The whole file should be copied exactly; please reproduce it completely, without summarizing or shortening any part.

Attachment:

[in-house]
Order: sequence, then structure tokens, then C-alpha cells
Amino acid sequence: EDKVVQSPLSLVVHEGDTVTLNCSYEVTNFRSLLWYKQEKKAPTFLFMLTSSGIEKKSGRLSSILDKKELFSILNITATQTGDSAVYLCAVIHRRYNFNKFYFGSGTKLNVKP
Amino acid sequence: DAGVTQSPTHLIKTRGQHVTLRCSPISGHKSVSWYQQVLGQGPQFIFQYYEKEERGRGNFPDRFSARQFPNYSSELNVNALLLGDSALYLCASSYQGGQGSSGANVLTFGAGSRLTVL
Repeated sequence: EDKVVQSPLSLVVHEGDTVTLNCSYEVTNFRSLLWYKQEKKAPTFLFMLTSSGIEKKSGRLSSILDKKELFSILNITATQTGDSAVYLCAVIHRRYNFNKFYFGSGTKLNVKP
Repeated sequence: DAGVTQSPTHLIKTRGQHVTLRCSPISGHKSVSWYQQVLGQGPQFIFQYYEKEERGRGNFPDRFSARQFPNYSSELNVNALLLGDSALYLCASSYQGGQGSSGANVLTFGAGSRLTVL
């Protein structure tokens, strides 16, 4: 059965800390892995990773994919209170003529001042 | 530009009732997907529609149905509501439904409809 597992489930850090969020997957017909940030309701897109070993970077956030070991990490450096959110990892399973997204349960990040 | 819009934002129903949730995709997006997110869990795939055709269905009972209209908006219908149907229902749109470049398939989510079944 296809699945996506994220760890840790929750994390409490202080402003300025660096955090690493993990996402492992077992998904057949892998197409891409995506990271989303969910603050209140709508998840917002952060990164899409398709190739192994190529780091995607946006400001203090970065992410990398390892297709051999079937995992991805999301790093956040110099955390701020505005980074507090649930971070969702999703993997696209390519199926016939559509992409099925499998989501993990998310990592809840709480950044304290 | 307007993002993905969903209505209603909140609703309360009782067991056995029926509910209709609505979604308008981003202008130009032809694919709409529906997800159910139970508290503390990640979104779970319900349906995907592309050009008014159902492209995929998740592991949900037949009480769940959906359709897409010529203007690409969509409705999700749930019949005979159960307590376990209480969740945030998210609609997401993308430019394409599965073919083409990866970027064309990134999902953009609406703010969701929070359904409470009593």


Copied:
[in-house]
Order: sequence, then structure tokens, then C-alpha cells
Amino acid sequence: EDKVVQSPLSLVVHEGDTVTLNCSYEVTNFRSLLWYKQEKKAPTFLFMLTSSGIEKKSGRLSSILDKKELFSILNITATQTGDSAVYLCAVIHRRYNFNKFYFGSGTKLNVKP
Amino acid sequence: DAGVTQSPTHLIKTRGQHVTLRCSPISGHKSVSWYQQVLGQGPQFIFQYYEKEERGRGNFPDRFSARQFPNYSSELNVNALLLGDSALYLCASSYQGGQGSSGANVLTFGAGSRLTVL
Repeated sequence: EDKVVQSPLSLVVHEGDTVTLNCSYEVTNFRSLLWYKQEKKAPTFLFMLTSSGIEKKSGRLSSILDKKELFSILNITATQTGDSAVYLCAVIHRRYNFNKFYFGSGTKLNVKP
Repeated sequence: DAGVTQSPTHLIKTRGQHVTLRCSPISGHKSVSWYQQVLGQGPQFIFQYYEKEERGRGNFPDRFSARQFPNYSSELNVNALLLGDSALYLCASSYQGGQGSSGANVLTFGAGSRLTVL
């Protein structure tokens, strides 16, 4: 059965800390892995990773994919209170003529001042 | 530009009732997907529609149905509501439904409809 597992489930850090969020997957017909940030309701897109070993970077956030070991990490450096959110990892399973997204349960990040 | 819009934002129903949730995709997006997110869990795939055709269905009972209209908006219908149907229902749109470049398939989510079944 296809699945996506994220760890840790929750994390409490202080402003300025660096955090690493993990996402492992077992998904057949892998197409891409995506990271989303969910603050209140709508998840917002952060990164899409398709190739192994190529780091995607946006400001203090970065992410990398390892297709051999079937995992991805999301790093956040110099955390701020505005980074507090649930971070969702999703993997696209390519199926016939559509992409099925499998989501993990998310990592809840709480950044304290 | 307007993002993905969903209505209603909140609703309360009782067991056995029926509910209709609505979604308008981003202008130009032809694919709409529906997800159910139970508290503390990640979104779970319900349906995907592309050009008014159902492209995929998740592991949900037949009480769940959906359709897409010529203007690409969509409705999700749930019949005979159960307590376990209480969740945030998210609609997401993308430019394409599965073919083409990866970027064309990134999902953009609406703010969701929070359904409470009593």